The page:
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Month in review

Reviews
The Archer at Dawn by Swati Teerdhala
Baby Teeth by Zoje Stage
Breaking the Mould by Victoria Hamilton
Cast Iron Alibi by Victoria Hamilton
Cleopatra in Space: Fallen Empires by Mike Maihack
Curse of the Were-wiener by Ursula Vernon
Delicious in Dungeon, Volume 5 by Ryoko Kui
The Do-Over by Jennifer Honeybourn
Drawing Lessons by Patricia Sands
Grand Theft Horse by G. Neri and Corban Wilkin (Illustrations)
Here Comes the Body by Maria DiRico and Devon Sorvari
Hot Dog Girl by Jennifer Dugan
(Im)perfectly Happy by Sharina Harris
To Kill a Mocking Girl by Harper Kincaid
Love & Other Curses by Michael Thomas Ford
My Brigadista Year by Katherine Paterson
Not Like the Movies by Kerry Winfrey
The Pawful Truth by Miranda James
See You On a Starry Night by Lisa Schroeder
Six Cats a Slayin' by Miranda James and Erin Bennett
Starworld by Audrey Coulthurst and Paula Garner
Sun and Moon Have a Tea Party by Yumi Heo
These Witches Don't Burn by Isabel Sterling
The 13 Clocks by James Thurber
This is Edinburgh by Miroslav Sasek
The Total Eclipse of Nestor Lopez by Adrianna Cuevas
Trouble the Saints by Alaya Dawn Johnson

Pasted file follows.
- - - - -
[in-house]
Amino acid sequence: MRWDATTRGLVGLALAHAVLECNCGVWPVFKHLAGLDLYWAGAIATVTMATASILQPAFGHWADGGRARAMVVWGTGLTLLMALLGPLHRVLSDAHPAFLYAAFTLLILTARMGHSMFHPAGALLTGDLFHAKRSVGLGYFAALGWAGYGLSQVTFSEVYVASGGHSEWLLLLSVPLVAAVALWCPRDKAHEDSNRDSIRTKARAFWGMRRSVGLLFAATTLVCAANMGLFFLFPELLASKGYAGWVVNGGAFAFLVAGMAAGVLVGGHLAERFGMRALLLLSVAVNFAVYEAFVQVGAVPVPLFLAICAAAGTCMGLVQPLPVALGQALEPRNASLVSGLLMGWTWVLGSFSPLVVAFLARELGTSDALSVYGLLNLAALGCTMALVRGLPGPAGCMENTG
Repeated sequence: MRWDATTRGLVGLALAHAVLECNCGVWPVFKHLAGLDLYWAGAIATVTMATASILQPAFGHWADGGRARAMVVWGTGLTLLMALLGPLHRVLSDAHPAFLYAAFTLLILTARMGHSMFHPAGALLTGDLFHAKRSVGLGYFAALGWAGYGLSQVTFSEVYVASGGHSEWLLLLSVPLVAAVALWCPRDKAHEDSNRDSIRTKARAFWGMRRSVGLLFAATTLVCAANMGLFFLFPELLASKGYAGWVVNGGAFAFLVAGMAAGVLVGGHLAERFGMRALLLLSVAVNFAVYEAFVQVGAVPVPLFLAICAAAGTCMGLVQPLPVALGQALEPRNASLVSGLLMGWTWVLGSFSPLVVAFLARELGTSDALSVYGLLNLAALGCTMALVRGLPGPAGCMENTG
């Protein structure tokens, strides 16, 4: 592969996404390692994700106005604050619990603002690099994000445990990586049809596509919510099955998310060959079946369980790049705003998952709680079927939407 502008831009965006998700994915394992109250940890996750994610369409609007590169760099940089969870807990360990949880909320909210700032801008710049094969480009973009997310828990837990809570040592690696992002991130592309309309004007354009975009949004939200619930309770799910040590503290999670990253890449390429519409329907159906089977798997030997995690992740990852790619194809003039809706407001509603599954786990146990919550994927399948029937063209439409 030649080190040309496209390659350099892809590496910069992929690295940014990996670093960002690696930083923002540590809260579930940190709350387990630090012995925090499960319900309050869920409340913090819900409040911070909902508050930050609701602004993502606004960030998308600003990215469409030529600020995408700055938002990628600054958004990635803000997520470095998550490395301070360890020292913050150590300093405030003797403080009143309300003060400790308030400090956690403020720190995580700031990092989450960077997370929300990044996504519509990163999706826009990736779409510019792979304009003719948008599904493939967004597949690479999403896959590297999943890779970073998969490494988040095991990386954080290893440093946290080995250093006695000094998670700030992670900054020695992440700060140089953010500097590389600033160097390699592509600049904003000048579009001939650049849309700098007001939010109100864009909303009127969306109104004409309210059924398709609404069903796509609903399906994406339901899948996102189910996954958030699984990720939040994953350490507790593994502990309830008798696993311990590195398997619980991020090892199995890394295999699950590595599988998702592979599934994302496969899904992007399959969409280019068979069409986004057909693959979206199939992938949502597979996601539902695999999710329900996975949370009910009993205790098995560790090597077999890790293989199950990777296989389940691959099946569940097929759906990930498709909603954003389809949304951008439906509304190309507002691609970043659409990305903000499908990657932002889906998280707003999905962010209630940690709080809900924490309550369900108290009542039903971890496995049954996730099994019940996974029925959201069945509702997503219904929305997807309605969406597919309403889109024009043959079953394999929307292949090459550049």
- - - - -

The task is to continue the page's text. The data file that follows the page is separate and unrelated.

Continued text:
Wonder Woman: Tempest Tossed by Laurie Halse Anderson
Yak and Dove by Kyo Maclear and Esme Shapiro (Illustrations)
You Brought Me the Ocean by Alex Sanchez and Julie Maroh
You Should See Me in a Crown by Leah Johnson

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5 stars: Completely enjoyable or compelling
4 stars: Good but flawed
3 stars: Average
2 stars: OK
1 star: Did not finish

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Breaking the Mould: 08/11/20

Breaking the Mould

Breaking the Mould by Victoria Hamilton is the eighth Vintage Kitchen mystery. It's Christmas again and the historical society is getting ready for the annual Dickens Days. This year a family has moved into the house next to where they build the stalls. Evan Nezer, the owner, threatens to sue when the popcorn stand's supports are hammered into his property. That's the first of many run-ins the historical society will have with him until his untimely death.

Nezer leaves behind a wife, an ex-wife, a son, a housekeeper and her son. All of them are awful people in one way or another and one of them is probably the murderer. The basic set up reads like a mixture of two Miranda James mysteries: Classified as Murder (2011) and Six Cats a Slayin' (2018).

Namely it's a mixture of an awful family vs. murder at another Christmas party. But this one suffers from being too Dickensian. Evan Nezer isn't the only one with a similar sounding name to the characters from A Christmas Carol (1843). Each of the major players has a name that's akin to ones in Dickens's novel. The name choices are distracting and unnecessary.

Three stars

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